Cannabis has been getting a lot of press lately and while the focus has been on its legality, it has been touted as a great alternative to traditional medicines. Users have reported that cannabis is highly effective in mitigating a variety of chronic conditions and illnesses. Major components of cannabis have also been getting the limelight, including THC and CBD.
Although these compounds are essential to many of cannabis’ beneficial traits, there’s something you may not have heard of: terpenes. Terpenes are largely responsible for the aroma and flavor of cannabis. If you’ve ever loved the smell and flavor of the iconic Ice Cream or Blueberry strains, for instance, terpenes are the reason.
Terpenes are secreted in much the same way as THC and CBD, and they can account for as much as 5% of the total dry weight of a cannabis flower. Like cannabinoids, they are made in the trichomes of the cannabis plant. You’ll notice these as the sticky, shiny resin that covers the leaves and the buds.
Trichomes are an important feature of the plant as they ensure the plant’s safety from predators in the wild. Terpenes play a big part in this defense mechanism, as it produces powerful fragrances that can repel a number of potential ‘predators.’ Though this may sound ominous, terpenes are quite safe. They’re actually found in many of the plants and foods that we consume.
In fact, regulatory agencies in the U.S. agree that terpenes are naturally occurring and pose no danger to consumers. There are many kinds of terpenes in cannabis, and they are believed to support the beneficial functions that cannabis is known for. Some of the most common terpenes include myrcene and limonene.
Myrcene is often used to quell inflammation and mitigate dysentery, while limonene is commonly used in household cleaners. While many of these terpenes are abundant in cannabis, they aren’t the only stars of the show. There is a little known, but important player in the terpenes game, and it’s called guaiol.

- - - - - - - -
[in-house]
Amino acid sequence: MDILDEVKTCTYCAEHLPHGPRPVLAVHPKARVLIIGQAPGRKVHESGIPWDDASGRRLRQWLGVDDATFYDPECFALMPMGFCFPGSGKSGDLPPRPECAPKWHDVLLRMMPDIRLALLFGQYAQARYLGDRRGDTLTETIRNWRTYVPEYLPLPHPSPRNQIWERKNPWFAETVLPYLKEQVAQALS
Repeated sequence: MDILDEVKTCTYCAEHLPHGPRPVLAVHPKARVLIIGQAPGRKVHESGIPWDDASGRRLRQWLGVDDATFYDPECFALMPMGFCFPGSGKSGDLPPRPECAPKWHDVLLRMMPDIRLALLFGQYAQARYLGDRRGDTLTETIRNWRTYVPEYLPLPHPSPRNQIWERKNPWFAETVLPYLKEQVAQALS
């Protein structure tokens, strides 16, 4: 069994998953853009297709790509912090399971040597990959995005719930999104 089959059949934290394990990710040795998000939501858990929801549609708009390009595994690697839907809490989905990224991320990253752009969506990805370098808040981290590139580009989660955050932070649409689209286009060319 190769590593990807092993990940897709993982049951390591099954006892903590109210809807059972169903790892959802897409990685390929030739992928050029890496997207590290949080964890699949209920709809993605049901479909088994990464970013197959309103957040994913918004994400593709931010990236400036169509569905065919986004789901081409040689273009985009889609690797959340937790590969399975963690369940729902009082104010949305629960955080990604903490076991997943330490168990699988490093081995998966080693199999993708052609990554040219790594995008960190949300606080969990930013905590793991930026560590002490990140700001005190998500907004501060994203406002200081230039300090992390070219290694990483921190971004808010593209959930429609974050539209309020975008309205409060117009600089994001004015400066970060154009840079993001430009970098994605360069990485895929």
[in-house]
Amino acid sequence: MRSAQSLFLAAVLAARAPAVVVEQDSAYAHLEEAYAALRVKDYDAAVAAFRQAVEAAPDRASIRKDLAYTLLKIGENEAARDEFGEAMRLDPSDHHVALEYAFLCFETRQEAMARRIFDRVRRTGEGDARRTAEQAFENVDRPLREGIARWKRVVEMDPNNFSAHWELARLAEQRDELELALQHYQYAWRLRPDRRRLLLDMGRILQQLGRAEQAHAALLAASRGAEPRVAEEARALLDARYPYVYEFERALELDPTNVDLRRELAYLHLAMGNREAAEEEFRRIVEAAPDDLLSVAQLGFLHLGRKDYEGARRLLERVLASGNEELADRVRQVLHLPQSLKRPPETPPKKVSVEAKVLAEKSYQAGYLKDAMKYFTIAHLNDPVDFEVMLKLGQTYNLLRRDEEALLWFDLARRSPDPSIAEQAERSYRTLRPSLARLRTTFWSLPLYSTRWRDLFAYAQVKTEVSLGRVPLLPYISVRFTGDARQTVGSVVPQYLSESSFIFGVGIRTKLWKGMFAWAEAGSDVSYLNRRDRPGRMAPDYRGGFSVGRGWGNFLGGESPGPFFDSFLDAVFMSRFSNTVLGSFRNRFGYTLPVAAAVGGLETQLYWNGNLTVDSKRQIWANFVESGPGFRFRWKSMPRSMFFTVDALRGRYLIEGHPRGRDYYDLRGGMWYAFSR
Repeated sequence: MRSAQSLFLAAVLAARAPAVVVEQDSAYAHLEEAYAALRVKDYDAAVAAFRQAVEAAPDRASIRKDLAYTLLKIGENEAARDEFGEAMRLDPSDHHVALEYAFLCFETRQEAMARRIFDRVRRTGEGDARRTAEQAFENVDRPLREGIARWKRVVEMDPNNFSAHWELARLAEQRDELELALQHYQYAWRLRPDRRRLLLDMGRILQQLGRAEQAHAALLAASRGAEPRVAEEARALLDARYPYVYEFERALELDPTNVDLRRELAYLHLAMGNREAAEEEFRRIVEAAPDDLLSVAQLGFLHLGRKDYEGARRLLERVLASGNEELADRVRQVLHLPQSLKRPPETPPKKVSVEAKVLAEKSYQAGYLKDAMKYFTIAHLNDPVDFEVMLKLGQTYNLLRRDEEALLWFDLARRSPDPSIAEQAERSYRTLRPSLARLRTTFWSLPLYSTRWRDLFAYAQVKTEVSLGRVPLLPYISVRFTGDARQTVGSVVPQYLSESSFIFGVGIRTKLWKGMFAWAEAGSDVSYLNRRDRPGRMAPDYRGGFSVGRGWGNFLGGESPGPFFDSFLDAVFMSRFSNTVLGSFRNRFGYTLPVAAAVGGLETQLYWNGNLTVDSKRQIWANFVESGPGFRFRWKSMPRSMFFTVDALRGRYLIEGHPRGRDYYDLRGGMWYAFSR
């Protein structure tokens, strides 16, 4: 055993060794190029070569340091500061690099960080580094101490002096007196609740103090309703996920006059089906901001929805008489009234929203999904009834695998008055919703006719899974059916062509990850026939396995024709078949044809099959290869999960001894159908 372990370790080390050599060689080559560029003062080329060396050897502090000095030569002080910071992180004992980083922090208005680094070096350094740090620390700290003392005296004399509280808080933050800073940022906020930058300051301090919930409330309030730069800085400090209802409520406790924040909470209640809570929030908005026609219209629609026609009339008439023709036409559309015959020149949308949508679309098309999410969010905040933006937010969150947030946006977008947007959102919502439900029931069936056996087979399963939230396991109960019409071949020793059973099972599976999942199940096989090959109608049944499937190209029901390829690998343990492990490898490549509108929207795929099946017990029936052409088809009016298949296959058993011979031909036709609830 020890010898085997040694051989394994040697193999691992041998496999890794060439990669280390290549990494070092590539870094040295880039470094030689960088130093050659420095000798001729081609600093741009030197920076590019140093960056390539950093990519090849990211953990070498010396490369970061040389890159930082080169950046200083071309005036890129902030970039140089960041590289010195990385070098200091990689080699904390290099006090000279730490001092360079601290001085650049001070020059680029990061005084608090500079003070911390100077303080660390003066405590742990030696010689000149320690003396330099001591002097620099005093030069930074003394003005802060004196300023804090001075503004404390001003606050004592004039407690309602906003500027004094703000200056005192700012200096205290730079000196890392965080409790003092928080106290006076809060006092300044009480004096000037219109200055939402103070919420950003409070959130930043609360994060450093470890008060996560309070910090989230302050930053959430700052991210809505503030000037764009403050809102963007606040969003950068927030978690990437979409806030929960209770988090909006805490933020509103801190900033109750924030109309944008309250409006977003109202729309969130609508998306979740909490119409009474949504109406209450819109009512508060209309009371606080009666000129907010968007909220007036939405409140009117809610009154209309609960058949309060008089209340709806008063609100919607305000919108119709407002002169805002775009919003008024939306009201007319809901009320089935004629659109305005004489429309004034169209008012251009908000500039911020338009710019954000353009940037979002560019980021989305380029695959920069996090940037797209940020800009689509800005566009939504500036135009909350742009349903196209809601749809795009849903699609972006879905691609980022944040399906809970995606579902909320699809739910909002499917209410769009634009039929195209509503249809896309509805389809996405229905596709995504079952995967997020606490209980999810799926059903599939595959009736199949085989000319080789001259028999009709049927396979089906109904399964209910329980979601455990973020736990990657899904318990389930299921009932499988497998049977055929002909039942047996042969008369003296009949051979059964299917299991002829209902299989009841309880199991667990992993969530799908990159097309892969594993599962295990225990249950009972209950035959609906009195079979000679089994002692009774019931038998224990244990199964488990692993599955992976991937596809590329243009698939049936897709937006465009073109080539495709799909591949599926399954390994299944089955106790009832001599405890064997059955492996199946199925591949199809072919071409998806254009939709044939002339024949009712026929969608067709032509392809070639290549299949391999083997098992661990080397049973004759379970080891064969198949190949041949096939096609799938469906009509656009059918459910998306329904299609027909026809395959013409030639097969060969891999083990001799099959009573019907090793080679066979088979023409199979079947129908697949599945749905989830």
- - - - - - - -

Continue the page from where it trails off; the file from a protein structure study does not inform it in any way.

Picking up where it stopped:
What is Guaiol Terpene?
Guaiol ( pronounced ‘gway-ee-ol’ ), is not like other terpenes. Many terpenes present in cannabis are oil-based, but Guaiol is instead alcohol-based. It isn’t as abundant in cannabis as some other terpenes, but its presence could be very relevant – even if not much is known about it.
Guaiol is defined as a sesquiterpenoid alcohol. If you’re foggy on your chemistry, sesquiterpenes are terpenes that have a multi-ringed molecular structure. These kinds of terpenes are commonly found in nature among cypress pine, which makes sense given the fact that guaiol presents a fresh, “woodsy” aroma (albeit with an undertone of rose).
Guaiol is also responsible for the scents of many other plants, however. It is found in nutmeg, tea tree, conifers, apples, cumin, and lilacs, and is commonly used as a remedy for cough, congestion, and even as an insect repellent.
Guaiol possesses potent and important anti-microbial properties. In fact, a study done in 2007 found evidence that it can be useful in combating several bacterial strains. It has a very low boiling point that’s just shy of 92 degrees Celsius, which is why it is recommended to be vaped at a very low temperature setting.
Terpenes & Marijuana
Terpenes, also known as terpenoids, play an essential role in the composition of marijuana. They not only provide cannabis strains with their distinctive flavors and aromas, but they also work alongside CBD, THC, and other phytochemicals to support functions within the body. This process is known as the “entourage effect.”
The entourage effect describes how disparate components can come together to enhance the overall effect. This means that essential therapeutic effects such as anti-inflammation and pain relief are boosted to levels beyond what could be achieved when each compound is taken alone. The entourage effect was first described and discovered by researchers S. Ben-Shabat and Raphael Mechoulam in 1998. Mechoulam was also the first to isolate and synthesize THC.
Another study shows how terpenes, including guaiol, assist THC, CBD, and other cannabinoids. Researcher Ethan Russo indicated that terpenes amplified how CBD and THC influence certain receptors in the body. This often includes blocking the reuptake of certain “feel-good” chemicals such as serotonin and dopamine. These neurotransmitters help to stabilize mood and encourage happiness and contentment.
Terpenes coupled with other cannabinoids and phytochemicals assist in the operation of the body’s endocannabinoid system or ECS. The ECS is a network within the body that includes a complex of cells, tissues, and the brain, all working together to regulate movement, memory, and pain. Many of the compounds the body uses for the ECS are quite similar to those found in cannabis.